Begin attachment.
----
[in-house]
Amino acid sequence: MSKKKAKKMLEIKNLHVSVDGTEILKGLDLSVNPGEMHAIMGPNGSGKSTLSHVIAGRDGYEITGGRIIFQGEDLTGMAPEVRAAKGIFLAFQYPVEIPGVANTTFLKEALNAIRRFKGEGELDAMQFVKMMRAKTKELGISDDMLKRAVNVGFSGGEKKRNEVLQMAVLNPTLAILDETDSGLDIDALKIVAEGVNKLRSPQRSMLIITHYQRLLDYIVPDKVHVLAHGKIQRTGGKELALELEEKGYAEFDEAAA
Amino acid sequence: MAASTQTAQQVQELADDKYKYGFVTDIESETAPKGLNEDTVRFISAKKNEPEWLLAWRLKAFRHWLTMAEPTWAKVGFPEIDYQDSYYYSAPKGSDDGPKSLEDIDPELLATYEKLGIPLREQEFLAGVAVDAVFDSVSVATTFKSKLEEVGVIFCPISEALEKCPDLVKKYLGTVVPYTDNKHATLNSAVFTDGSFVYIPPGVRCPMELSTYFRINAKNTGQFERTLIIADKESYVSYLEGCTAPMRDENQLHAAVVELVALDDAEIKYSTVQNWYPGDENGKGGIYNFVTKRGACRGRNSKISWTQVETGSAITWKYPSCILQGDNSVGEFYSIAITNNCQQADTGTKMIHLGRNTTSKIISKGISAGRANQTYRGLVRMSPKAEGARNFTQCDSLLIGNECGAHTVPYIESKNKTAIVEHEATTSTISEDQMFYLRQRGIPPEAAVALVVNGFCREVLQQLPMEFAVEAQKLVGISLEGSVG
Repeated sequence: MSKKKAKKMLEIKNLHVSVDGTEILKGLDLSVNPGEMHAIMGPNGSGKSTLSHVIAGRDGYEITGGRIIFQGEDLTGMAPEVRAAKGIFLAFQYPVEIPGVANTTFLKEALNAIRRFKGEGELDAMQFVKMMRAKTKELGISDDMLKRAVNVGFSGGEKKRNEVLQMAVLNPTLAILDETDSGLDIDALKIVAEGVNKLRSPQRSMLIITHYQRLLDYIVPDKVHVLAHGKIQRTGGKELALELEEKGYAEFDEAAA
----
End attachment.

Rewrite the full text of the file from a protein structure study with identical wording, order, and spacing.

[in-house]
Amino acid sequence: MSKKKAKKMLEIKNLHVSVDGTEILKGLDLSVNPGEMHAIMGPNGSGKSTLSHVIAGRDGYEITGGRIIFQGEDLTGMAPEVRAAKGIFLAFQYPVEIPGVANTTFLKEALNAIRRFKGEGELDAMQFVKMMRAKTKELGISDDMLKRAVNVGFSGGEKKRNEVLQMAVLNPTLAILDETDSGLDIDALKIVAEGVNKLRSPQRSMLIITHYQRLLDYIVPDKVHVLAHGKIQRTGGKELALELEEKGYAEFDEAAA
Amino acid sequence: MAASTQTAQQVQELADDKYKYGFVTDIESETAPKGLNEDTVRFISAKKNEPEWLLAWRLKAFRHWLTMAEPTWAKVGFPEIDYQDSYYYSAPKGSDDGPKSLEDIDPELLATYEKLGIPLREQEFLAGVAVDAVFDSVSVATTFKSKLEEVGVIFCPISEALEKCPDLVKKYLGTVVPYTDNKHATLNSAVFTDGSFVYIPPGVRCPMELSTYFRINAKNTGQFERTLIIADKESYVSYLEGCTAPMRDENQLHAAVVELVALDDAEIKYSTVQNWYPGDENGKGGIYNFVTKRGACRGRNSKISWTQVETGSAITWKYPSCILQGDNSVGEFYSIAITNNCQQADTGTKMIHLGRNTTSKIISKGISAGRANQTYRGLVRMSPKAEGARNFTQCDSLLIGNECGAHTVPYIESKNKTAIVEHEATTSTISEDQMFYLRQRGIPPEAAVALVVNGFCREVLQQLPMEFAVEAQKLVGISLEGSVG
Repeated sequence: MSKKKAKKMLEIKNLHVSVDGTEILKGLDLSVNPGEMHAIMGPNGSGKSTLSHVIAGRDGYEITGGRIIFQGEDLTGMAPEVRAAKGIFLAFQYPVEIPGVANTTFLKEALNAIRRFKGEGELDAMQFVKMMRAKTKELGISDDMLKRAVNVGFSGGEKKRNEVLQMAVLNPTLAILDETDSGLDIDALKIVAEGVNKLRSPQRSMLIITHYQRLLDYIVPDKVHVLAHGKIQRTGGKELALELEEKGYAEFDEAAA